Notions of wellbeing and interdependence embedded within ecologically sustainable early childhood pedagogies in Aotearoa
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Citation:Ritchie, J. (2010, May). Notions of wellbeing and interdependence embedded within ecologically sustainable early childhood pedagogies in Aotearoa. Paper presented at the Annual Meeting of the American Educational Research Association, Denver, CO.
Permanent link to Research Bank record:https://hdl.handle.net/10652/1487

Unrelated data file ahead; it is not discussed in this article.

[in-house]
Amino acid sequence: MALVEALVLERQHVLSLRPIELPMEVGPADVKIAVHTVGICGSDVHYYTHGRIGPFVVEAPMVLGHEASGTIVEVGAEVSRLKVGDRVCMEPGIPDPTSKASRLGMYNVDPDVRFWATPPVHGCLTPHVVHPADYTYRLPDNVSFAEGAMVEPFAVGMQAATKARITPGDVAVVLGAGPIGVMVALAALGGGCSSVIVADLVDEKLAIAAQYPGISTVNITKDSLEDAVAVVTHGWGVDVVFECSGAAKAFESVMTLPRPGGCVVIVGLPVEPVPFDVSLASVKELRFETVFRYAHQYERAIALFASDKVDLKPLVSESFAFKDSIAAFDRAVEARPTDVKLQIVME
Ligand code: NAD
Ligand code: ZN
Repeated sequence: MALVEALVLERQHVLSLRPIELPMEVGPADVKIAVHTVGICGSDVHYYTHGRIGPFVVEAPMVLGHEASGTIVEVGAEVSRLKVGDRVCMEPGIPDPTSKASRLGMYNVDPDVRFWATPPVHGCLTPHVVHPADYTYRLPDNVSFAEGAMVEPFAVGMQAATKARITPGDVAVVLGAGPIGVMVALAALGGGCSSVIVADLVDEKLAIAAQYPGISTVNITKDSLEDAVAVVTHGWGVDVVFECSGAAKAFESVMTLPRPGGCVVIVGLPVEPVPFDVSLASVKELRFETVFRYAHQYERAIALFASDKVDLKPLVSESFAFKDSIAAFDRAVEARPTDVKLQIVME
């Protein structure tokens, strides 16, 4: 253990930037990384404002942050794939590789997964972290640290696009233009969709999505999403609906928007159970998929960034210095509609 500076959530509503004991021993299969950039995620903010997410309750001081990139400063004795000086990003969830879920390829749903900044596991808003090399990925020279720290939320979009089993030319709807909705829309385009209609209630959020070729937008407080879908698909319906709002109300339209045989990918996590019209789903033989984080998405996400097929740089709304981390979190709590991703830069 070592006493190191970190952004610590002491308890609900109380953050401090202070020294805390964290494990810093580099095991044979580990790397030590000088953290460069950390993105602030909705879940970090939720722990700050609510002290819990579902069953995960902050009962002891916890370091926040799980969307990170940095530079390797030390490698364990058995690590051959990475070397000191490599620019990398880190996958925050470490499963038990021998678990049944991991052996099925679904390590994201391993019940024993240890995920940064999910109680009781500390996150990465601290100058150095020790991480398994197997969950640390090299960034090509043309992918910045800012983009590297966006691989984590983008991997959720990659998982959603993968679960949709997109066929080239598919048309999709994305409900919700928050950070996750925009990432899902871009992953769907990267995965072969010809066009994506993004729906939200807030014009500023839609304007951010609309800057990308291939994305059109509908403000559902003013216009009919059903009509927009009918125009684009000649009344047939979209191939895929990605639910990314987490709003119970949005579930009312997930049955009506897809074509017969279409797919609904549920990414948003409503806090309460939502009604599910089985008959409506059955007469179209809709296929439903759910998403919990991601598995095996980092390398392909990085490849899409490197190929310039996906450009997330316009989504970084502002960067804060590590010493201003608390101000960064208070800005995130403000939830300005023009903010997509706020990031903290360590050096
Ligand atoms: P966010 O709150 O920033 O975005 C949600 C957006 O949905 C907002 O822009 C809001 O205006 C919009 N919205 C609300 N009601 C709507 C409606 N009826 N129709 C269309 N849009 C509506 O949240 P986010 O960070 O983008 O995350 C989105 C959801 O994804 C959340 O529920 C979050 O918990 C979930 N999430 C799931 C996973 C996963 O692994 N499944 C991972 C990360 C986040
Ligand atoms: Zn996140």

Through the growing international concern regarding the impacts of environmental degradation and the depletion and exploitation of natural resources on our planet’s wellbeing, we are being challenged as individuals and educators as to how we can change our practices and pedagogies in order to replenish and protect our planet. This can be seen to require a shift away from an individualistic paradigm to one which recognises our inter-subjectivity, interdependence, inter-connectedness and inter-relatedness as planetary beings, members of a shared woven universe (Marsden, 2003). This is a worldview that has been upheld by indigenous people despite the impacts of colonisation (Cardinal, 2001; Haig-Brown & Dannenmann, 2002; J. Patterson, 2000). For the Māori, the indigenous people of Aotearoa/New Zealand, “the spiritual unity of the child with the land, with its people, and with the Universe at large is as one” (Reedy, 1995). In Western discourses also there has been growing awareness of a need to prioritise an ethic of care based in recognition of the interdependent nature of individual and collective wellbeing within our academic and professional discourses and enactment (Foucault, 1997; Gilligan, 1982; Noddings, 1995; Rinaldi, 2006). This paper reports on a New Zealand study conducted during 2008-9, which employed a synthesis of narrative and kaupapa Māori methodologies (Clandinin, 2007; L. T. Smith, 1999) to illuminate transformative early childhood discourses and pedagogies that reflect both Māori and Western ecological understandings. The focus of this study has relevance towards enacting “an ethic of global caring” generated within early years education (Said, 1993, p. 21).